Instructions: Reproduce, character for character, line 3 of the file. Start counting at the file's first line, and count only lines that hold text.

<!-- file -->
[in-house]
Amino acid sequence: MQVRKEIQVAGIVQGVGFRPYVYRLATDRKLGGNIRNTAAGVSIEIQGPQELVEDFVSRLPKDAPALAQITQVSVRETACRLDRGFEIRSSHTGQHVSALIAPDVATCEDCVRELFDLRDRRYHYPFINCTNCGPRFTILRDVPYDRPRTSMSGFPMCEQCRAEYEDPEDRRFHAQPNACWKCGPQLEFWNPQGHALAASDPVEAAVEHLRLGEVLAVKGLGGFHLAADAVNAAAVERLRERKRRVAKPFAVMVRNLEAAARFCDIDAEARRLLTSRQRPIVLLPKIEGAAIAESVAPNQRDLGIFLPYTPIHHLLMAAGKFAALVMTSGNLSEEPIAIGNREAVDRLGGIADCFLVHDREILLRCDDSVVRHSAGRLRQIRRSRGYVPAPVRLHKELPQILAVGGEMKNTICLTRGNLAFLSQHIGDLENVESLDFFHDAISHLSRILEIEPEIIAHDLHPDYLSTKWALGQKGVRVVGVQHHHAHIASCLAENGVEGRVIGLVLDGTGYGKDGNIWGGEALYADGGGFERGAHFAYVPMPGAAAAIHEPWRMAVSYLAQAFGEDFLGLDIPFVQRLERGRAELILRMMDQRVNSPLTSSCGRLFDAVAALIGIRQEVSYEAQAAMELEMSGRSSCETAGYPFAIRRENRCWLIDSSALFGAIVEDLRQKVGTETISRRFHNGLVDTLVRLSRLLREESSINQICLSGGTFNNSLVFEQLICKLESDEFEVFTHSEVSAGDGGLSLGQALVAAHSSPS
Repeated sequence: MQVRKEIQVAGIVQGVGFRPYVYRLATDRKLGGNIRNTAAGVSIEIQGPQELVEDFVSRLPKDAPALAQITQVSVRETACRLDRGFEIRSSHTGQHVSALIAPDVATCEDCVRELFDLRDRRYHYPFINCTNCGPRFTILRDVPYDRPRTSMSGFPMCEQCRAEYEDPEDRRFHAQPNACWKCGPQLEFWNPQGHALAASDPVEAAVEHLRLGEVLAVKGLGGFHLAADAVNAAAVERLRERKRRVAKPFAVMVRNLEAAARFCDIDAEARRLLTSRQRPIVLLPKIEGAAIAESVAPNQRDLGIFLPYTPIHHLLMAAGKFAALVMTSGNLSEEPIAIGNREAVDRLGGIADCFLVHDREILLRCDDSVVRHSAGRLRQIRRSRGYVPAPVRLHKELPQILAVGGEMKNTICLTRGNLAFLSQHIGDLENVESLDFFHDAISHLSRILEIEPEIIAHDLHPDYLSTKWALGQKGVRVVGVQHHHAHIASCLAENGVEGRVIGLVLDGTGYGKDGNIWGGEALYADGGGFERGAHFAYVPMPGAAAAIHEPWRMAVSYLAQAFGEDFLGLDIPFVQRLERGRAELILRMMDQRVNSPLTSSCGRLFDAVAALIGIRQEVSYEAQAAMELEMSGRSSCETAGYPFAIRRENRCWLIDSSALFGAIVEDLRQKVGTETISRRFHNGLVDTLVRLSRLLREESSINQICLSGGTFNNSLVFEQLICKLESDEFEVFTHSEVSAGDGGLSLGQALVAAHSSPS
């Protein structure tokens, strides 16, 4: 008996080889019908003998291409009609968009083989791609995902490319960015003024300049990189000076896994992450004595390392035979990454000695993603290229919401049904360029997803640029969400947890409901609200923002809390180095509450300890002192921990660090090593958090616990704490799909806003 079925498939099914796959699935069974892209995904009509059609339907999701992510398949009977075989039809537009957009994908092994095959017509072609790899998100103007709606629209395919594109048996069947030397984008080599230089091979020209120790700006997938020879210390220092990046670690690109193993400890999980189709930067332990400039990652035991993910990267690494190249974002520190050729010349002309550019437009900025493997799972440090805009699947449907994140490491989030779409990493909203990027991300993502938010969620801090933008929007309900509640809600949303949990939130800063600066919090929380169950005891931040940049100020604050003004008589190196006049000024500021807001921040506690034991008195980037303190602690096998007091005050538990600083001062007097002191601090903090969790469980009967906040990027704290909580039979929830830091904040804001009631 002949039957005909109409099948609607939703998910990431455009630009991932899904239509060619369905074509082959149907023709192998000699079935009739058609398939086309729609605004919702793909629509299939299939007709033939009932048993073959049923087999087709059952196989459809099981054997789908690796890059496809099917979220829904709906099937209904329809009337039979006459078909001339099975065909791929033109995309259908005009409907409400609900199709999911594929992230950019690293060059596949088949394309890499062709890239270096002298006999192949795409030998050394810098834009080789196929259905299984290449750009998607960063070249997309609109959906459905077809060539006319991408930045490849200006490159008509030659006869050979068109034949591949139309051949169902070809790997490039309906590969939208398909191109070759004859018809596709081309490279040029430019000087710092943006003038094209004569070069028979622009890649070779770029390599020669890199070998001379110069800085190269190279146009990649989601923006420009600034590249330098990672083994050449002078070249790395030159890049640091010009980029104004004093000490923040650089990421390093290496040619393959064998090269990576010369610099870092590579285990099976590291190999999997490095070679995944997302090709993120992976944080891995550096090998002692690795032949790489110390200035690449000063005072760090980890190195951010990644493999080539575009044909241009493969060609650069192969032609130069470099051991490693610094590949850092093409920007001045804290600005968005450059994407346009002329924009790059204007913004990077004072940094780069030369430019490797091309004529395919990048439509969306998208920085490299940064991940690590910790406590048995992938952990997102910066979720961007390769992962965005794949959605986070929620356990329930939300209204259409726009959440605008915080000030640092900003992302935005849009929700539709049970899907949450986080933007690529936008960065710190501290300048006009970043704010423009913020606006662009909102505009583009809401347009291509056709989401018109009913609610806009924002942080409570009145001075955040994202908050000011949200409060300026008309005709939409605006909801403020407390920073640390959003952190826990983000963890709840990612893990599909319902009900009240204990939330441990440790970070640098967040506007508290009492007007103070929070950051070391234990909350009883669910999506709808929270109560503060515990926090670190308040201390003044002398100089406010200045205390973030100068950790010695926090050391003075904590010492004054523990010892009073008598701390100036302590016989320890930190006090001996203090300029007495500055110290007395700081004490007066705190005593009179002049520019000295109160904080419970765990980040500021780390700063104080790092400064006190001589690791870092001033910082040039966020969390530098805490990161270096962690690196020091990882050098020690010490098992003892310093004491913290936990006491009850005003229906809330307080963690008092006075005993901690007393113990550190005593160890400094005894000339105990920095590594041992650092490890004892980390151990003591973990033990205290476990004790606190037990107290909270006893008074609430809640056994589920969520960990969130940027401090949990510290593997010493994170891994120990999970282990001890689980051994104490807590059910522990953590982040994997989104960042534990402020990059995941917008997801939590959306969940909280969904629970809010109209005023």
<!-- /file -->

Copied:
Repeated sequence: MQVRKEIQVAGIVQGVGFRPYVYRLATDRKLGGNIRNTAAGVSIEIQGPQELVEDFVSRLPKDAPALAQITQVSVRETACRLDRGFEIRSSHTGQHVSALIAPDVATCEDCVRELFDLRDRRYHYPFINCTNCGPRFTILRDVPYDRPRTSMSGFPMCEQCRAEYEDPEDRRFHAQPNACWKCGPQLEFWNPQGHALAASDPVEAAVEHLRLGEVLAVKGLGGFHLAADAVNAAAVERLRERKRRVAKPFAVMVRNLEAAARFCDIDAEARRLLTSRQRPIVLLPKIEGAAIAESVAPNQRDLGIFLPYTPIHHLLMAAGKFAALVMTSGNLSEEPIAIGNREAVDRLGGIADCFLVHDREILLRCDDSVVRHSAGRLRQIRRSRGYVPAPVRLHKELPQILAVGGEMKNTICLTRGNLAFLSQHIGDLENVESLDFFHDAISHLSRILEIEPEIIAHDLHPDYLSTKWALGQKGVRVVGVQHHHAHIASCLAENGVEGRVIGLVLDGTGYGKDGNIWGGEALYADGGGFERGAHFAYVPMPGAAAAIHEPWRMAVSYLAQAFGEDFLGLDIPFVQRLERGRAELILRMMDQRVNSPLTSSCGRLFDAVAALIGIRQEVSYEAQAAMELEMSGRSSCETAGYPFAIRRENRCWLIDSSALFGAIVEDLRQKVGTETISRRFHNGLVDTLVRLSRLLREESSINQICLSGGTFNNSLVFEQLICKLESDEFEVFTHSEVSAGDGGLSLGQALVAAHSSPS